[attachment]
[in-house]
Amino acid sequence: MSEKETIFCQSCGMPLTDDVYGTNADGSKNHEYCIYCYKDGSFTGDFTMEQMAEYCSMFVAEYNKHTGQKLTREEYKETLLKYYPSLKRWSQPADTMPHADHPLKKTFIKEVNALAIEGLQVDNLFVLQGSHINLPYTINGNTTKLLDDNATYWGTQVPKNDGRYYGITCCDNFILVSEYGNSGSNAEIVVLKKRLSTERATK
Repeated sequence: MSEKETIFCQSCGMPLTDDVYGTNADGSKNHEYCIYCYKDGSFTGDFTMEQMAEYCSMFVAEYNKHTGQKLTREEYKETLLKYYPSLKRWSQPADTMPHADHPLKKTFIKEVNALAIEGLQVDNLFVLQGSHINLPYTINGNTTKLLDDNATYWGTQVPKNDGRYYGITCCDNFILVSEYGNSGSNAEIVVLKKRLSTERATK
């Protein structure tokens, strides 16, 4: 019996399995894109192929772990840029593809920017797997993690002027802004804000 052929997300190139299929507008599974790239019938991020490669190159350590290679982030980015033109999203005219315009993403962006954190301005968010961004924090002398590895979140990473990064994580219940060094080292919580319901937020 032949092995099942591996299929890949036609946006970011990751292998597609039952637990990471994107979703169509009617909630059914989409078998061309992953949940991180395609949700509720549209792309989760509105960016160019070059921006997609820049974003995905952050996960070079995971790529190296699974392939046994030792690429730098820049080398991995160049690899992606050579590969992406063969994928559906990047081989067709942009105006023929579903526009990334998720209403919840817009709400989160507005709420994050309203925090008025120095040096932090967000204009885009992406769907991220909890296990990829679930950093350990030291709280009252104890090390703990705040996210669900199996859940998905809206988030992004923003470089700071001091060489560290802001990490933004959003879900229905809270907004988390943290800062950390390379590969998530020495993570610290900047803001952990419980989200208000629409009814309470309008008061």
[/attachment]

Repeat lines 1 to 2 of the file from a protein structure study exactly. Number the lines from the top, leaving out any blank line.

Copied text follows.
[in-house]
Amino acid sequence: MSEKETIFCQSCGMPLTDDVYGTNADGSKNHEYCIYCYKDGSFTGDFTMEQMAEYCSMFVAEYNKHTGQKLTREEYKETLLKYYPSLKRWSQPADTMPHADHPLKKTFIKEVNALAIEGLQVDNLFVLQGSHINLPYTINGNTTKLLDDNATYWGTQVPKNDGRYYGITCCDNFILVSEYGNSGSNAEIVVLKKRLSTERATK